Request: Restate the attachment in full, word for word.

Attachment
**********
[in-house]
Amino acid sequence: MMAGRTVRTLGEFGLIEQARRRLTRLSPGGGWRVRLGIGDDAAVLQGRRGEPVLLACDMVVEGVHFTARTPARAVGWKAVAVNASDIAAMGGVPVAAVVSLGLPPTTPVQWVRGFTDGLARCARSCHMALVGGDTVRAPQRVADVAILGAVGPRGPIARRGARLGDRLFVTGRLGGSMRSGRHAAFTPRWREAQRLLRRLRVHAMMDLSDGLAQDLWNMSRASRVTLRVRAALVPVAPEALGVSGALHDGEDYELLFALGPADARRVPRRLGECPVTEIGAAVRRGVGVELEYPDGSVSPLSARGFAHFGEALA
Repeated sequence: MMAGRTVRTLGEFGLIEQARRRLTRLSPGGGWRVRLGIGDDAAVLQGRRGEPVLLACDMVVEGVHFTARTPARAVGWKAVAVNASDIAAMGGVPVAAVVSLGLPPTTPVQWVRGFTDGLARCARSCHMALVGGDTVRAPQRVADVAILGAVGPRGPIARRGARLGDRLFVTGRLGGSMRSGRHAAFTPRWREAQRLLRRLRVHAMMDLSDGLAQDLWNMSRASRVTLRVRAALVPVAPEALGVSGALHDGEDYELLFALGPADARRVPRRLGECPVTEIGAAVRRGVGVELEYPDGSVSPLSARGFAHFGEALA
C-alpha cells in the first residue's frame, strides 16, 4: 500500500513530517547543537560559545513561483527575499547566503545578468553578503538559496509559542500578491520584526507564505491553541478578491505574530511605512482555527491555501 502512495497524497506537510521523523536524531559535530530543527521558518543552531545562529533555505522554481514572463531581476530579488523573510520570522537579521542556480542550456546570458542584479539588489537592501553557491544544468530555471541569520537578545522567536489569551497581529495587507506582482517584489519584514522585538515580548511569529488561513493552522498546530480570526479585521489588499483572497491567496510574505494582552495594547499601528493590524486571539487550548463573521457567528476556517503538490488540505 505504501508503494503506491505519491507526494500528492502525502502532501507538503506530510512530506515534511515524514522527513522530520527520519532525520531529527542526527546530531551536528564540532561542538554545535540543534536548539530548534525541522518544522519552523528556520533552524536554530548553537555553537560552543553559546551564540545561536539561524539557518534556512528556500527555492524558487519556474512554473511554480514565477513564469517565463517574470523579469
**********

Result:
[in-house]
Amino acid sequence: MMAGRTVRTLGEFGLIEQARRRLTRLSPGGGWRVRLGIGDDAAVLQGRRGEPVLLACDMVVEGVHFTARTPARAVGWKAVAVNASDIAAMGGVPVAAVVSLGLPPTTPVQWVRGFTDGLARCARSCHMALVGGDTVRAPQRVADVAILGAVGPRGPIARRGARLGDRLFVTGRLGGSMRSGRHAAFTPRWREAQRLLRRLRVHAMMDLSDGLAQDLWNMSRASRVTLRVRAALVPVAPEALGVSGALHDGEDYELLFALGPADARRVPRRLGECPVTEIGAAVRRGVGVELEYPDGSVSPLSARGFAHFGEALA
Repeated sequence: MMAGRTVRTLGEFGLIEQARRRLTRLSPGGGWRVRLGIGDDAAVLQGRRGEPVLLACDMVVEGVHFTARTPARAVGWKAVAVNASDIAAMGGVPVAAVVSLGLPPTTPVQWVRGFTDGLARCARSCHMALVGGDTVRAPQRVADVAILGAVGPRGPIARRGARLGDRLFVTGRLGGSMRSGRHAAFTPRWREAQRLLRRLRVHAMMDLSDGLAQDLWNMSRASRVTLRVRAALVPVAPEALGVSGALHDGEDYELLFALGPADARRVPRRLGECPVTEIGAAVRRGVGVELEYPDGSVSPLSARGFAHFGEALA
C-alpha cells in the first residue's frame, strides 16, 4: 500500500513530517547543537560559545513561483527575499547566503545578468553578503538559496509559542500578491520584526507564505491553541478578491505574530511605512482555527491555501 502512495497524497506537510521523523536524531559535530530543527521558518543552531545562529533555505522554481514572463531581476530579488523573510520570522537579521542556480542550456546570458542584479539588489537592501553557491544544468530555471541569520537578545522567536489569551497581529495587507506582482517584489519584514522585538515580548511569529488561513493552522498546530480570526479585521489588499483572497491567496510574505494582552495594547499601528493590524486571539487550548463573521457567528476556517503538490488540505 505504501508503494503506491505519491507526494500528492502525502502532501507538503506530510512530506515534511515524514522527513522530520527520519532525520531529527542526527546530531551536528564540532561542538554545535540543534536548539530548534525541522518544522519552523528556520533552524536554530548553537555553537560552543553559546551564540545561536539561524539557518534556512528556500527555492524558487519556474512554473511554480514565477513564469517565463517574470523579469